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    ABSTRACT: The differentiated chick oviduct is a target tissue for progesterone. Administration of the hormone to estrogen-primed chicks causes a rapid induction of new messenger RNA, resulting in the appearance in cytoplasm of specific mRNA species. One of these species is the mRNA coding for the egg white protein avidin, which is produced only in response to progesterone.The cytoplasm contains receptors which bind progesterone specifically and transport it as a complex into oviduct nuclei. Only a small fraction of the receptors are active in vitro; this fraction is increased to 30% by brief warming of the receptor-hormone complexes before incubation with the nuclei. The binding reaction is slow, and the receptors cannot be released from nuclei by DNase treatment. The reaction occurs preferentially with oviduct nuclei, which contain at least twice as many acceptor sites (8000/nucleus) as other chick tissues (< 2000/nucleus). The binding constants are the same in all tissues (Kd ~ 10−8 M), and are identical to the constant for receptor binding to isolated chromatin.We have isolated the progesterone receptor component which binds to the chromatin. Oviduct cytosol from laying hens was prepared and progesterone receptors were precipitated with ammonium sulfate (30% sat.). The re-dissolved pellet was eluted from a steroid-affinity column (Sepharose 4B-BSA-deoxycorticosterone) with 3M urea. The receptors were reconstituted by dialysis and labeled with [3H]-progesterone. The [3H]-progesterone-receptor complexes were then purified by sequential chromatography and elution with the indicated slats at pH 74 from DEAE-cellulose (0.2 M KCl), phosphocellulose (0.26 M KCl), and hydroxylapatite (0.15 M KxPO4). The peak fraction was finally chromatographed on an agarose A-1.5 M column (Kav = 0.28). Yield was 1 %, and purity approached the theoretical maximum specific activity, 109 d.p.m./mg protein.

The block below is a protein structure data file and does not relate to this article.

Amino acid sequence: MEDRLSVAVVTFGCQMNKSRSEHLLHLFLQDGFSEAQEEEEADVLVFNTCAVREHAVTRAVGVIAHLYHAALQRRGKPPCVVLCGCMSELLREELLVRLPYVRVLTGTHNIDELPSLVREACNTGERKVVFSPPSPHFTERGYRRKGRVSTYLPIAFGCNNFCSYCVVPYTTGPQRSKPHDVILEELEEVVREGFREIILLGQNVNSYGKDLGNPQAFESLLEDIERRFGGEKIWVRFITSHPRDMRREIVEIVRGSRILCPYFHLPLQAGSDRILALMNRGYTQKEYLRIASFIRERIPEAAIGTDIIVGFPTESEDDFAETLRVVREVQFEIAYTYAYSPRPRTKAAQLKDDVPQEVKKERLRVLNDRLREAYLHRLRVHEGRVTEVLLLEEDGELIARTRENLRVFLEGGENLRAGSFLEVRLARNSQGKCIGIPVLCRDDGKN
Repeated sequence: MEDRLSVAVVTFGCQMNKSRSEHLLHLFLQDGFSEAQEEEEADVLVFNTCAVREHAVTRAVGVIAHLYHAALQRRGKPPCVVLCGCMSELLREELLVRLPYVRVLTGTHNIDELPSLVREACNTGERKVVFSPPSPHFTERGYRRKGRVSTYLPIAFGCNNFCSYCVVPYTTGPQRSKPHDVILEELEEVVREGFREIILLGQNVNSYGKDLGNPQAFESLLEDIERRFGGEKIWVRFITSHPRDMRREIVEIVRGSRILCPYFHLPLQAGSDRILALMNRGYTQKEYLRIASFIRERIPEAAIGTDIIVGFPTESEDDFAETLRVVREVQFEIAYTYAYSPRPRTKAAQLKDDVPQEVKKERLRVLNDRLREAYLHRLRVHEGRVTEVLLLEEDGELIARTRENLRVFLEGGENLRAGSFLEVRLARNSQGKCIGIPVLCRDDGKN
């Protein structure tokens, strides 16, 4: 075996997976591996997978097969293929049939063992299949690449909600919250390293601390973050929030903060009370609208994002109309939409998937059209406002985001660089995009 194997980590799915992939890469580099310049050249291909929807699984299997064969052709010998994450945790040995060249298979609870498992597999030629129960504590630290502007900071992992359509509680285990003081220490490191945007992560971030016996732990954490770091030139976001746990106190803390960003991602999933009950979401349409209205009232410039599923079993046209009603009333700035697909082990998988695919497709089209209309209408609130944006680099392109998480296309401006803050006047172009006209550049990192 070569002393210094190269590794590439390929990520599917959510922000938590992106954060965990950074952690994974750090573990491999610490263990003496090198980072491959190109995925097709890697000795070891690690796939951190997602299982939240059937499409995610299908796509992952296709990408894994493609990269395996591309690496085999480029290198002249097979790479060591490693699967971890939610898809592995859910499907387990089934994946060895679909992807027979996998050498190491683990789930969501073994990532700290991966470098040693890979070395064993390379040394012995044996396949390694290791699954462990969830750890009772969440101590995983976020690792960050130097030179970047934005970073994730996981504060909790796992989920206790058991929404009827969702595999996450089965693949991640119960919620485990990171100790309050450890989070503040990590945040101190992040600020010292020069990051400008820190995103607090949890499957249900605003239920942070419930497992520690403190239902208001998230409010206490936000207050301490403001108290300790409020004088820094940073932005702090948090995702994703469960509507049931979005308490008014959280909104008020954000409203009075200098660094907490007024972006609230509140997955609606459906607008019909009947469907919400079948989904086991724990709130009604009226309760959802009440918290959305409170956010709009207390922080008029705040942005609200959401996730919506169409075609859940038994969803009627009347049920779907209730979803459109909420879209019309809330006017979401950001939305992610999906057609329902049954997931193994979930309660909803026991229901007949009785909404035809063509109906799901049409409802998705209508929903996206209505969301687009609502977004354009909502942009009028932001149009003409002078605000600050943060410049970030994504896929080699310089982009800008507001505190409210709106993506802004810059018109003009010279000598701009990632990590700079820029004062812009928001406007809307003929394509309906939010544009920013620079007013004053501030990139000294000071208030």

Journal of Investigative Dermatology 01/1977; 68(1):1-4. DOI:10.1111/1523-1747.ep12485116 · 6.37 Impact Factor